Cookson has denied involvement in the murders.

“He thought he might be considered a suspect, given the protection order,” Thistle said.

“His words were, `I’m devastated by this,”‘ Thistle said. “He has no idea who might have done this.”

Investigators have declined to say if Cookson is a suspect.

“I’m not getting into who we’ve talked to and who we haven’t,” McCausland said.

As investigators continued to search for the killer, family members sought to remember the victims.

Bragg, Mindy Gould’s sister, said the young woman only recently had begun to get her life on track.

Gould, the youngest of five children, spent her childhood in Corinna and Bradford. She had struggled in school and eventually quit after the eighth grade. Afterward, she lived off and on with Bragg, who is 15 years her senior. Gould helped keep house and care for her four nephews.

“She didn’t have an enemy,” Bragg recalled Monday, surrounded by family members on a couch in the Jette home.

Gould had moved away about three years ago, when she met Cookson, and returned home after breaking up with him about one month ago.

“She just kept telling people she was going to leave him,” Bragg said. “We had just got her back.”

The day of the murders, Gould awoke and got ready early, knowing she would be baby-sitting Treven. Bragg then kissed her younger sister, said goodbye and left for work.

That was the last time she saw her alive.

“She was happy that morning. She was going to have Treven,” Bragg recalled.

“I’m so glad I had her this past month,” she continued, fighting tears. “She was so happy.”

Treven’s mother, Cassie Cunningham of Dexter, was Gould’s best childhood friend.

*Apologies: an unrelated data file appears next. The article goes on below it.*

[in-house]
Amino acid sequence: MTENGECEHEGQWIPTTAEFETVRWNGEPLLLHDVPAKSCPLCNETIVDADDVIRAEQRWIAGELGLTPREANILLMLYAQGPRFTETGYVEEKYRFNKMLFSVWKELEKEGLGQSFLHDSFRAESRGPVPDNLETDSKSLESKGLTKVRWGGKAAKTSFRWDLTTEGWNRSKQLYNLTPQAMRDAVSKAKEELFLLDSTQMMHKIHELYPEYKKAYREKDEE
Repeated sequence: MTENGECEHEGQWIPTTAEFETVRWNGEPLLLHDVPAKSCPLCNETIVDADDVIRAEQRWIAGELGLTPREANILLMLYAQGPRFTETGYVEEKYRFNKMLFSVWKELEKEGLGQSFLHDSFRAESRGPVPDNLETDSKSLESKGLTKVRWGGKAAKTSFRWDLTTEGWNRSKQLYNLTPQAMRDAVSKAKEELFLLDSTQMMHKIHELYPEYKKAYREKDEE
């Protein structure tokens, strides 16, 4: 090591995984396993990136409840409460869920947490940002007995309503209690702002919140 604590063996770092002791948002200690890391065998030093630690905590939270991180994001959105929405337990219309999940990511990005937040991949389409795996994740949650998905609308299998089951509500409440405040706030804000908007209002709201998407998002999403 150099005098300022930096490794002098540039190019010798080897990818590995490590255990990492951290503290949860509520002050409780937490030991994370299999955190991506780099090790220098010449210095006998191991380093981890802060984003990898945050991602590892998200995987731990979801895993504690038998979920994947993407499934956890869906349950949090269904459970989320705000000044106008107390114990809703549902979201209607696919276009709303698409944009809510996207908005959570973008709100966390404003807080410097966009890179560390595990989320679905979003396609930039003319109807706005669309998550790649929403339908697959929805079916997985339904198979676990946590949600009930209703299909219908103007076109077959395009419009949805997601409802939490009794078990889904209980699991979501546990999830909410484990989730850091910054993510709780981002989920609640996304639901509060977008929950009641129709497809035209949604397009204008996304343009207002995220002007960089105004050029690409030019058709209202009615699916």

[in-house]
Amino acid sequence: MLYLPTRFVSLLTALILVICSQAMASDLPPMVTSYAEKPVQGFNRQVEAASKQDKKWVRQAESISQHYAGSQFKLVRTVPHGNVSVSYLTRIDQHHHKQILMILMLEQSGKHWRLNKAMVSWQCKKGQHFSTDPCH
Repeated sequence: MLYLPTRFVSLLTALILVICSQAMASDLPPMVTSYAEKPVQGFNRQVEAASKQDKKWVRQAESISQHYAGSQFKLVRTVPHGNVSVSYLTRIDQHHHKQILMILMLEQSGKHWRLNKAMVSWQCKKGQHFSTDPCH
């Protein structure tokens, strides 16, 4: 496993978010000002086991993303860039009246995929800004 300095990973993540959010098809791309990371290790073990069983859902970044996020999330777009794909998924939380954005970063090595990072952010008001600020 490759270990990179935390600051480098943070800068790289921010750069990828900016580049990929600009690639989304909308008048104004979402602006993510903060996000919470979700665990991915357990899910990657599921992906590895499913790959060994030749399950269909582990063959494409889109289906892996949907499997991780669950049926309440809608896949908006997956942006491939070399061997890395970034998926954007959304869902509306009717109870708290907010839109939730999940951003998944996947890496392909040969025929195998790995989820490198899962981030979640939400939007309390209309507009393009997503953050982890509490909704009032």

She, too, recalled how Gould seemed to be headed on the right track, perhaps for the first time. Gould had talked about getting a driver’s license, a job at Wal-Mart and an apartment with Cunningham.

“We did everything together,” Cunningham recalled.

Gould loved, perhaps most of all, to spend time with Treven.

Cunningham, now 19, gave birth to the boy in February 1998, during her junior year at Dexter Regional High School. She was 17.

Shortly after the birth, Cunningham returned to school, attending an alternative program to finish out the year. She graduated with her class last spring.

From the start, she recalled, she knew Treven was special.

He would stare at people, as if to size them up, then smile and let them know they were all right. He loved to play with toy trucks, matchbox cars and his musical Winnie the Pooh.

During her senior year in high school, Cunningham joined the winter cheerleading team. Treven became their mascot.

“I took him to practice with me,” she recalled, chuckling through tears at the memory. “He used to run around in his little walker.”

Just a few weeks ago, Cunningham had portraits made of Treven. He flashes his disarming smile in all of them, wearing a sweat shirt in yellow, his favorite color.

That portrait lay on the table in Jette’s kitchen Monday, along with candid shots of Treven pretending to steer his grandfather’s van, playing outside, relaxing with his grandfather. One portrait shows Gould holding the little boy, shortly before they both died.

Pictures are all anyone has now.

“He was just a neat little kid,” said Jette. “He was just lovable.”